|Guide||♦||29 Triplogs||0 Topics|
If you're desperate there's a road, but come on...
Summary: Mt. Hopkins is home to the Fred Lawrence Whipple Observatory, an astronomical observatory owned and operated by the Smithsonian Astrophysical Observatory (SAO) and is their largest field installation outside of their main site in Cambridge, MA. It is also one of the dominant summits of the Santa Ritas; the towering peak west of Josephine Saddle and Mt. Wrightson, seen easily from all of Tucson. I've always wondered exactly how to hike up to it, a man well-versed in the Santa Ritas showed me the way.
Hike: There are numerous ways to make this hike. This route is a lasso loop out of the Madera Canyon trailhead. From the ever present Roundup trailhead at the top of Madera Canyon head off from the top end along the Old Baldy trail. Within a quarter mile the Old Baldy trail breaks off left at a signed intersection. Continue straight ahead on up the Vault Mine trail, which has been written up before on this site. The trail first climbs up the east side of Madera Creek for a ways, then breaks away left through some wonderful forested areas. Look and listen for the elegant trogon through here, it seems to be a bit of a hotspot. After a total of 0.6 miles from the Baldy intersection an old metal sign on your right announces the intersction for the Carrie Nation trail straight ahead and the Vault Mine trail which breaks off to the right. Stay straight on the Carrie Nation trail which continues up canyon for another 0.6 miles to the old remants of the Carrie Nation Mine at 6480 feet. There is a nice official "End of Trail" sign here. Look to your right to pick up the very clear trail continuing up and away from the sign. This Carrie Nation "route" is just about as easy to follow for another 0.6 miles and 700 feet up to the Agua Caliente Trail. There are a couple of side trails that break right off the route to ignore. The route pretty much follows the drainage up initially with 2 distinct paths breaking away right. The third trail breaking off right is the one you want, otherwise you continue up the drainage as it becomes steeper. This third right takes you steeply up a ridge cominf down from the Agua Caliente trail, your destination. If you see any side paths breaking off once you hit the ridge, just keep going up. There are several small stands of impressive young pines through here, a wonderful stretch of trail. Soon thereafter, you hit the Agua Caliente trail running left-right at an unsigned intersection.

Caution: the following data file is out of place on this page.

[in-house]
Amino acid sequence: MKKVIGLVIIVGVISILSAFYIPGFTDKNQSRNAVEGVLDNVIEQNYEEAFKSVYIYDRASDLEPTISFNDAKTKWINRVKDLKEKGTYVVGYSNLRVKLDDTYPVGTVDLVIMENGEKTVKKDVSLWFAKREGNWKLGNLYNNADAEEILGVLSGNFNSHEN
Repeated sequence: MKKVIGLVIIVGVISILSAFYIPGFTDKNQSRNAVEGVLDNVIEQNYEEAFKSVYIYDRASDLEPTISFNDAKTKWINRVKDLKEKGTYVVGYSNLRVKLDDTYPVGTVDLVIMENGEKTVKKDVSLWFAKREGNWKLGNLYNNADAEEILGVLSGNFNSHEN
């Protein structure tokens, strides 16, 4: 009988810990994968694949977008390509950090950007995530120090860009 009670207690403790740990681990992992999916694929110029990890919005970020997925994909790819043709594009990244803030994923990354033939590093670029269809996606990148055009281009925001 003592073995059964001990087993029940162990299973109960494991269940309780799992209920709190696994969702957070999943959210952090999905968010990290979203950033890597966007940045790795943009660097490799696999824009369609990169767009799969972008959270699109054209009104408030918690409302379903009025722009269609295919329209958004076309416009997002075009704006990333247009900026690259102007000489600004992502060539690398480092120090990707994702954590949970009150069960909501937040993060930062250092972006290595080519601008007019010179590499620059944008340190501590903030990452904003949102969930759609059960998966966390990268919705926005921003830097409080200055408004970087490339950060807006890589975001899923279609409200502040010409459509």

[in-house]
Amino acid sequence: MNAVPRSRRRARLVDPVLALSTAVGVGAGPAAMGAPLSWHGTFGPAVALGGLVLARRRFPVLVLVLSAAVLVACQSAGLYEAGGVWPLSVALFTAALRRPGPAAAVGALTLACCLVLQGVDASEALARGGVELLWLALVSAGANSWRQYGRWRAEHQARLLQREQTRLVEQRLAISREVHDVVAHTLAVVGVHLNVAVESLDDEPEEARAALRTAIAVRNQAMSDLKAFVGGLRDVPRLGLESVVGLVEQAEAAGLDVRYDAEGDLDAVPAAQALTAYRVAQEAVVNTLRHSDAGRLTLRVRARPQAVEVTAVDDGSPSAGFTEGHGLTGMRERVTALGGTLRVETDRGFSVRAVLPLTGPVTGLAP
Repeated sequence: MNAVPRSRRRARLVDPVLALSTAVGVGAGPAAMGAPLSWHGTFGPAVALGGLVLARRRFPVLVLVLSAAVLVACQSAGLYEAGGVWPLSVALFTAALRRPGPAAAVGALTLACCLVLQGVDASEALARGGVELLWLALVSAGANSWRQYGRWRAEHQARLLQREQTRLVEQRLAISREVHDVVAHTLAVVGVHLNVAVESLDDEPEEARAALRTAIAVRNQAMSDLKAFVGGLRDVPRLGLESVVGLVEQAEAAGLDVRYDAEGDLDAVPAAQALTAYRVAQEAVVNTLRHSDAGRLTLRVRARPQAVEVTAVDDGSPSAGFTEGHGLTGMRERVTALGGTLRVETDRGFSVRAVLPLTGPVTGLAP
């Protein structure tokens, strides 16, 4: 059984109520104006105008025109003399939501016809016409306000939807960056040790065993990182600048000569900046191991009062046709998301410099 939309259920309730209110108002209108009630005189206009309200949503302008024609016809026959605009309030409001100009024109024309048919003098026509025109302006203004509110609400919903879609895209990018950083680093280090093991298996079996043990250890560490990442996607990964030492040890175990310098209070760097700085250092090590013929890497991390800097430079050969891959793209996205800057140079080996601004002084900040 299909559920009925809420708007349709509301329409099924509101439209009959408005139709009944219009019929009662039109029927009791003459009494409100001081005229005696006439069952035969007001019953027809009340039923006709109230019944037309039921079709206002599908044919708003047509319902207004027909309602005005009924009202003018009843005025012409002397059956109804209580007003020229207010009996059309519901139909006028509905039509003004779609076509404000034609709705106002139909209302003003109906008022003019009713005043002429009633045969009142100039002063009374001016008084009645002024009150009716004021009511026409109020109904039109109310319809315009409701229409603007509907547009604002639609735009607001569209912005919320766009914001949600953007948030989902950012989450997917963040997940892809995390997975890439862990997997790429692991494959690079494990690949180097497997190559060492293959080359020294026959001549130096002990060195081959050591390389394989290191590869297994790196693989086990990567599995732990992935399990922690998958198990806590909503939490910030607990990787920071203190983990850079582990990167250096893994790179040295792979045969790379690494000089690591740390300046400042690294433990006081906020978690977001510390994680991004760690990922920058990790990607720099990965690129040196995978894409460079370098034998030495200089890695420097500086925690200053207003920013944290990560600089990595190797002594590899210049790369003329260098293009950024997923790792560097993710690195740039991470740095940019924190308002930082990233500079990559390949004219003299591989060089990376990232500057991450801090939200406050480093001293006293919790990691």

Make a right onto the Agua Caliente trail and head west for roughly 0.2 miles until an unsigned path breaks off to your left and up. This is the use path to the road leading up to Hopkins. It's not an official trail or on any maps, but it's a clear path nonetheless. Follow it up the eastern ridge coming down Hopkins for about 0.6 miles and 640 feet until it dead ends at a small railing and the road leading up to Mt. Hopkins, right at some sattelites you can periodically see through the trees on the way up. Once you hit the road, just hike that bad boy roughly 1.5 miles and aboyt 650 feet to the summit of Mount Hopkins at 8550 feet. The views from the top are sensational. Mexico, Tucson, the towering Sky Islands of Southeast Arizona, Nogales and Baboquivari among others.
Head back down the uppermost steep stretch of road, past the Wind Sock hill on your right. Immediately thereafter, the road breaks hard left. There is a railing here, and the nothingness beyond is your route back down (UNLESS you choose to head back down to the Agua Caliente Trail via the route you took up - a perfectly acceptable and easier route finding approach). IF you want to continue down via a bushwhack down the north slops of Mt. Hopkins, then this is your route. Drop down to the right of the rail and down the drainage. Eventually you will notice a ridge to your right (there is another one to your left you can follow for ways, called "Wrong Ridge" by the locals who know, just don't follow it for too long). The breakout point of this steep descending bushwhack is the Agua Caliente Saddle. You will drop steeply north through the pines for 1 mile and almost 1200 feet. Through the trees you can periodically see Pete Mountain, keep angling for that. There is a route and occasional cairns. Hug the ridge if all else fails.
When you reach the signed Agua Caliente Saddle you are home free. Take a right on the Agua Caliente trail for a quick 0.25 miles to the signed intersection for the Vault Mine trail. Make a left and descend at an almost unbelievable rate of 1360 feet over the next 0.9 miles back to the intersection with the Carrie Nation trail, make a left and strut the last 0.9 miles back to the trailhead and your car.
Check out the Official Route and Triplogs.